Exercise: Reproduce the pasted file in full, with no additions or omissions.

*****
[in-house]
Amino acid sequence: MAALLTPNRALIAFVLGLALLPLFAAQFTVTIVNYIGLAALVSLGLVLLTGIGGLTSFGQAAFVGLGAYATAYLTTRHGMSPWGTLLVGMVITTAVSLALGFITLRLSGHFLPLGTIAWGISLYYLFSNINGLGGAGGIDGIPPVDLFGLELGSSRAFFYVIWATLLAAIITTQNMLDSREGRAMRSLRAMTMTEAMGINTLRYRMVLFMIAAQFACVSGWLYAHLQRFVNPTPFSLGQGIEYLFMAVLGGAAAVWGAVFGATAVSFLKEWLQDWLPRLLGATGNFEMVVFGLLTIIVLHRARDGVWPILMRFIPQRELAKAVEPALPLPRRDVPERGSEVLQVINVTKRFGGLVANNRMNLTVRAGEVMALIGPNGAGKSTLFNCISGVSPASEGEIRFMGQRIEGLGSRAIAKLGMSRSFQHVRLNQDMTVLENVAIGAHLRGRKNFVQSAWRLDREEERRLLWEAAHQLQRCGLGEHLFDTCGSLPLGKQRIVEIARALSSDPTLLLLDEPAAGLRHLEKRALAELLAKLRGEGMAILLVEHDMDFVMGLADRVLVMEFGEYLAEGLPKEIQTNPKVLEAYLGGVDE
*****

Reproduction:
[in-house]
Amino acid sequence: MAALLTPNRALIAFVLGLALLPLFAAQFTVTIVNYIGLAALVSLGLVLLTGIGGLTSFGQAAFVGLGAYATAYLTTRHGMSPWGTLLVGMVITTAVSLALGFITLRLSGHFLPLGTIAWGISLYYLFSNINGLGGAGGIDGIPPVDLFGLELGSSRAFFYVIWATLLAAIITTQNMLDSREGRAMRSLRAMTMTEAMGINTLRYRMVLFMIAAQFACVSGWLYAHLQRFVNPTPFSLGQGIEYLFMAVLGGAAAVWGAVFGATAVSFLKEWLQDWLPRLLGATGNFEMVVFGLLTIIVLHRARDGVWPILMRFIPQRELAKAVEPALPLPRRDVPERGSEVLQVINVTKRFGGLVANNRMNLTVRAGEVMALIGPNGAGKSTLFNCISGVSPASEGEIRFMGQRIEGLGSRAIAKLGMSRSFQHVRLNQDMTVLENVAIGAHLRGRKNFVQSAWRLDREEERRLLWEAAHQLQRCGLGEHLFDTCGSLPLGKQRIVEIARALSSDPTLLLLDEPAAGLRHLEKRALAELLAKLRGEGMAILLVEHDMDFVMGLADRVLVMEFGEYLAEGLPKEIQTNPKVLEAYLGGVDE